Thirty-nine beef cattle in Bakersfield got a surprise visit from police and state officials Friday. They responded to a pasture on Joyal Road after the town constable called with allegations of abuse.
"Well, there's one dying and we walked the perimeter and there's absolutely no water," said Jim Billado, the Bakersfield constable.
A local livestock vet examined each animal and told police a few were thin and one needed to be euthanized on the spot due to hypothermia. According to state law, cattle owners are required to provide adequate access to food, water and shelter. The vet said these cows lacked all three.
"Digging for blades of grass under two feet of snow is not feed. Snow is not considered a water source. Trees are considered a shelter, but they don't have access to any of the trees," Dr. Rick Bartholomew said.
"I don't need someone badgering me for no reason and I consider this close to badgering," said Gary Barnes, who co-owns the cattle with Todd Brown.
Barnes and Brown say one of them tends to the herd every day, moving them from field to field to ensure they can forage for feed.
Todd Brown: They've basically eaten down probably five acres worth of 17-inch tall grass. It's got three feet of snow on it, so they have to work for it, but there's a lot of grass here still.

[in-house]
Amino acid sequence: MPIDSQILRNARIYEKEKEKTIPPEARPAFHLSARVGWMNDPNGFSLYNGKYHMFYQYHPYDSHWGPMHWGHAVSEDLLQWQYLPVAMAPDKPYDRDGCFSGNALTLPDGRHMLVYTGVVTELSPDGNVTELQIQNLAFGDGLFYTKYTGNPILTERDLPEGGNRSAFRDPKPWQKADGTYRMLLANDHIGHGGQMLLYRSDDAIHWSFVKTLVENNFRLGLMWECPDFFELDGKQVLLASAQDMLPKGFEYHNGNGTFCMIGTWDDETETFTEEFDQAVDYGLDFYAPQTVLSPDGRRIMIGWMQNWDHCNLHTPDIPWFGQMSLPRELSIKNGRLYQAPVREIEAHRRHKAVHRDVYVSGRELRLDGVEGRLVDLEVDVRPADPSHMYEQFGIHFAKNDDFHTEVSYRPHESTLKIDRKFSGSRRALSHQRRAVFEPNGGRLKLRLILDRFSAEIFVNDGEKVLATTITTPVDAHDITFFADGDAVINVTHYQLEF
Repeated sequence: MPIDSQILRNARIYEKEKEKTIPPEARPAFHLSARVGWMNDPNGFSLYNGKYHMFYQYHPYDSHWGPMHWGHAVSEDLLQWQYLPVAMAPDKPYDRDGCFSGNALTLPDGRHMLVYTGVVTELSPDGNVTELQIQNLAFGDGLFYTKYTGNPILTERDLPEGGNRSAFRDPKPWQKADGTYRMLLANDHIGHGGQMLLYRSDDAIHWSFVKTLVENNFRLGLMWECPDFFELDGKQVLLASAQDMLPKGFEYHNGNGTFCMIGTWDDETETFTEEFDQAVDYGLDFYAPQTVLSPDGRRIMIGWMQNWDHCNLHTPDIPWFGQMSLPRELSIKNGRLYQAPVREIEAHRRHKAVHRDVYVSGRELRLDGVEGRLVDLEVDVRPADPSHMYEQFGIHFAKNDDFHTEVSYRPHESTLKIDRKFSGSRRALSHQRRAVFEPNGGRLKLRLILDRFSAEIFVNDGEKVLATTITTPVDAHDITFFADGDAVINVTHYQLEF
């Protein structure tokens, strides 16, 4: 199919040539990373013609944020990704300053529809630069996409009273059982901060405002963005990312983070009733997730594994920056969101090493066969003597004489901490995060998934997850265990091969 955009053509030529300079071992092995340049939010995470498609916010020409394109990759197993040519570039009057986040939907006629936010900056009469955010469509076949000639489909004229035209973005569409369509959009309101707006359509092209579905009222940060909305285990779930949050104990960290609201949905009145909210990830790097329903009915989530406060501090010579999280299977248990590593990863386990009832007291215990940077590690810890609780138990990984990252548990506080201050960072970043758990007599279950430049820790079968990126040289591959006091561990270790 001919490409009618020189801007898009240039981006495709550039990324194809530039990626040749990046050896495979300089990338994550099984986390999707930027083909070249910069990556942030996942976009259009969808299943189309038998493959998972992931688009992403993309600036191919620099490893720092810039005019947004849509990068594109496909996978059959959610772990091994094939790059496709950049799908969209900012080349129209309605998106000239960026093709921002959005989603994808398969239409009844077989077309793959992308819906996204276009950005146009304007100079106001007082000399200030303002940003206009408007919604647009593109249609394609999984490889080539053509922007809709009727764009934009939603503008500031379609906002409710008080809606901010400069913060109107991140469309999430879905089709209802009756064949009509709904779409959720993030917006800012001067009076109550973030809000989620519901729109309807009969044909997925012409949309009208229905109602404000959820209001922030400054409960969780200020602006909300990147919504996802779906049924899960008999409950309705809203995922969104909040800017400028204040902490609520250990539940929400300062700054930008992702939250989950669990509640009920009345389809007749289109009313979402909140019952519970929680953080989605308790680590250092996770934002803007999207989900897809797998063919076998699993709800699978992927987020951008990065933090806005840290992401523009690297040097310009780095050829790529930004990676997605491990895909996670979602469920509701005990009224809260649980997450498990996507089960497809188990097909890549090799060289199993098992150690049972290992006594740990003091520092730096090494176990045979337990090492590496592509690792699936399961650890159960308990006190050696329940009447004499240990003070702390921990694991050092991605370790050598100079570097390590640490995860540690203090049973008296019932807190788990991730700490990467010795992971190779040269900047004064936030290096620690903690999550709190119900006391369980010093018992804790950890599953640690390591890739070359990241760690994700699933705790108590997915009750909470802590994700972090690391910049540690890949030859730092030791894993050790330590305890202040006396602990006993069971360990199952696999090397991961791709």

Reporter Jennifer Reading: Why not just give them hay at that point?
Todd Brown: Because it's expensive feed.
Plus these farmers say winter grazing yields better beef and prevents their cows from standing in their own feces. Although they admit the practice is controversial, they don't believe it's abuse.
"The conventional way is to barn the cow up, is to spend thousands of dollars for the hay in the barn, so you can spend thousands of dollars hauling (feces) out all winter," Barnes said.
"I'd like to see these animals taken from this guy. He doesn't deserve to have them," Billado said.
Barnes told police he plans to move these cows to a farm, but would not say where. In the meantime the case is being referred to the state's attorney's office.
Jennifer Reading: What is your reaction that you could even face a criminal charge in this?
Gary Barnes: I find it unbelievable. Unbelievable when I look at all the abuse that actually does go on. I don't consider my animals abused at all.
There's no timetable for prosecutors to wrap up their investigation.